The Frontiers of Flight Museum at Dallas' Love Field is fun for the whole crew
Exhibits at the Frontiers of Flight Museum at Dallas' Love Field say that manned flight began in 1849 when Sir George Cayley's coachman took a reluctant ride on a glider.
Bigger than a football field, the showcase of airplanes and displays in the giant hangar traces the evolution of air flight from da Vinci's conceptional drawings through modern unmanned spy planes. For a sense of perspective, a 46-foot-long T-38 Talon supersonic jet trainer with a 25-foot wingspan hangs from the rafters like a kid's model airplane.
Nearly every aspect of man's love affair with soaring is covered in the museum. Interesting facts accompany photos, drawings, and rare airplanes. In the exhibit on the Wright brothers' first flight in 1903, it is noted that Orville flew the plane at Kitty Hawk, N.C., because he won a coin toss with his brother.
Among the winged machines is a photographic display on the age of blimps. Before the Hindenburg fell to earth in a ball of flames in 1937, the lighter-than-air ship had crossed the Atlantic 20 times. At the time, the three-day and two-night flight was considered just short of amazing. The museum has the largest unburned piece from the Hindenburg, the radioman's chair.
Once the Wright brothers developed a way to control the flight and were granted a patent in 1906, it didn't take long for imitators to try to make a better airplane. By 1911 Cal Rogers was flying his Vin Fiz bi-plane across the country, with a stop in Austin, to advertise a soft drink.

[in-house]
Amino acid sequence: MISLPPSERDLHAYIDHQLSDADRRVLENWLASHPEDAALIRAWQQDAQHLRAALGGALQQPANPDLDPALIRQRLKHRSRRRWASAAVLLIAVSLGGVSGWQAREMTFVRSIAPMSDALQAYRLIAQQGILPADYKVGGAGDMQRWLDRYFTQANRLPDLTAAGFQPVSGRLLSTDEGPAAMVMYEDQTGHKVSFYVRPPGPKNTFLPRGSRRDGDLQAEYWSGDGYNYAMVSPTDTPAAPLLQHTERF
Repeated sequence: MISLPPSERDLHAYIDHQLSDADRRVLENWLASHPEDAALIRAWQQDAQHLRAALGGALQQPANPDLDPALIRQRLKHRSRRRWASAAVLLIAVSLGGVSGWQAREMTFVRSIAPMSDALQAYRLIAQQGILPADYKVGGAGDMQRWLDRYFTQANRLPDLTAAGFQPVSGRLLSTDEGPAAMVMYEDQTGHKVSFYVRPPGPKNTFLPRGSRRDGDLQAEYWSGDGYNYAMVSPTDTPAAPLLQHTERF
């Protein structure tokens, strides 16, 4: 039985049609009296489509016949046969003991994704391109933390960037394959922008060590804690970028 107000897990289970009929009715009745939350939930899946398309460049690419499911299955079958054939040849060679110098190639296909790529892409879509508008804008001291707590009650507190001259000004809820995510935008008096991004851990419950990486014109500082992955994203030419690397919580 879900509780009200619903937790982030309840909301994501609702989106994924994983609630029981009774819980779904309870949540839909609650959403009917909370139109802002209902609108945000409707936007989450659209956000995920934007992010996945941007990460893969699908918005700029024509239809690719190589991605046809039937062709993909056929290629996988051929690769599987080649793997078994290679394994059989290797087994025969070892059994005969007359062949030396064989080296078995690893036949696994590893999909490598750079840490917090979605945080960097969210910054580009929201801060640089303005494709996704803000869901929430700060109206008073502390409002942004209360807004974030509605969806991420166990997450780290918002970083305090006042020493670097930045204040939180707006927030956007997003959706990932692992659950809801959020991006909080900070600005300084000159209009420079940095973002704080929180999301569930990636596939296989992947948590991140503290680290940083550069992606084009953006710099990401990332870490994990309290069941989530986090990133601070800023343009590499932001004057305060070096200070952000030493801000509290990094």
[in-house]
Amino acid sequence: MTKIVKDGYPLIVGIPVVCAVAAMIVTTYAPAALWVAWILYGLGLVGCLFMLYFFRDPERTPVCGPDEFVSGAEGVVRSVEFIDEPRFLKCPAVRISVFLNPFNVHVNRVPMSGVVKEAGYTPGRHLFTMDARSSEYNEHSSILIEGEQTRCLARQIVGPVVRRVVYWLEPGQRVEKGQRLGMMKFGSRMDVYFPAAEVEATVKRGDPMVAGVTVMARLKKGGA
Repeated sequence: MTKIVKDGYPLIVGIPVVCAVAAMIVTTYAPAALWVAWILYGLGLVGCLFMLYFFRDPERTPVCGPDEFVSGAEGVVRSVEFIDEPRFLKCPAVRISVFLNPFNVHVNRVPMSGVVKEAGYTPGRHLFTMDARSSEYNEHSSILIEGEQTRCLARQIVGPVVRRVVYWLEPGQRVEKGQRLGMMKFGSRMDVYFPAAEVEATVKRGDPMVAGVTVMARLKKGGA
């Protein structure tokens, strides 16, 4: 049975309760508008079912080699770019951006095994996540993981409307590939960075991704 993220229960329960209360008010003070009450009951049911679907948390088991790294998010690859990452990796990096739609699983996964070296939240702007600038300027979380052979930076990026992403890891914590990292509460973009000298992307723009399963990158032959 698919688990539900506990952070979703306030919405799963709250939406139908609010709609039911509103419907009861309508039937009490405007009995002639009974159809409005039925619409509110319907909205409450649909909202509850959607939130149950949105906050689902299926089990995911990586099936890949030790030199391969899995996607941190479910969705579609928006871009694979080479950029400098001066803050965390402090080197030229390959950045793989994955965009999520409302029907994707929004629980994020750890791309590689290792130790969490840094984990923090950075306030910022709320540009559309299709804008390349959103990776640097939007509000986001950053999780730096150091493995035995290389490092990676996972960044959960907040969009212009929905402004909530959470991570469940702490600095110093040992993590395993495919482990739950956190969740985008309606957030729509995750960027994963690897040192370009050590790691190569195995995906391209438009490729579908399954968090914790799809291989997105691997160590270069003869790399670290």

On the other end of the spectrum sits the Apollo 7 capsule and an astronaut's empty space suit. In 1968, it was the first manned Apollo spacecraft since the ill-fated Apollo 1 mission killed three astronauts in a flash fire on the launch pad the year before. Although it looks small next to the sleek jets, the Apollo 7 module revived America's quest for space exploration.
Of course, no history of aviation would be complete without documenting the changes in passenger airlines. Who remembers NAT? Officially called the National Air Transportation, the airline with the motto "fly with the air mail" operated from 1926 to 1934. The colorful Southwest Airlines stewardess uniforms during the Sixties add a touch of humor to the exhibit.
Displays documenting the changes in military aviation fill about two-thirds of the museum. Retired military pilots and mechanics serve as docents, explaining how the planes fit into aviation history, often with personal anecdotes. Texas' role in U.S. airpower began with the first military flight from the parade grounds at Fort Sam Houston in San Antonio in 1910.
Seven years later, Love Field opened as a military pilot training station 7 miles west of downtown Dallas. Named for Lt. Moss Lee Love, an Army pilot killed in 1912, the airport served as a military airfield until it was sold to the city in 1928. The first flights ferried passengers to and from Houston and San Antonio. During World War II, the airport again became a military installation and housed one of the largest squadrons of the Women's Air Service Pilots before returning to commercial use.
The roar of jets taking off from and landing on the runways next to the building shakes the walls and almost makes the static displays come alive. The museum opened at the airport in 1988 in conjunction with the University of Dallas' History of Aviation Collection. In June 2004 it was moved into the new building.
A large section of the museum is taken up with the Experience Center, where children can climb on an airport playscape or watch cartoons about airplanes. Children of all ages enjoy the opportunity to try a flight simulator and discover the coordination of hands and feet necessary to control even a small plane, and to look into the actual cockpit of a 737 jetliner.
The Frontier of Flight Museum is north of Love Field's main gate at Lemmon and University streets. The doors are open daily from 10am to 5pm and on Sunday from noon to 5pm. Admission is $8 for adults and $5 for children. For more information, call 214/350-3600 or visit their Web site at www.flightmuseum.com.
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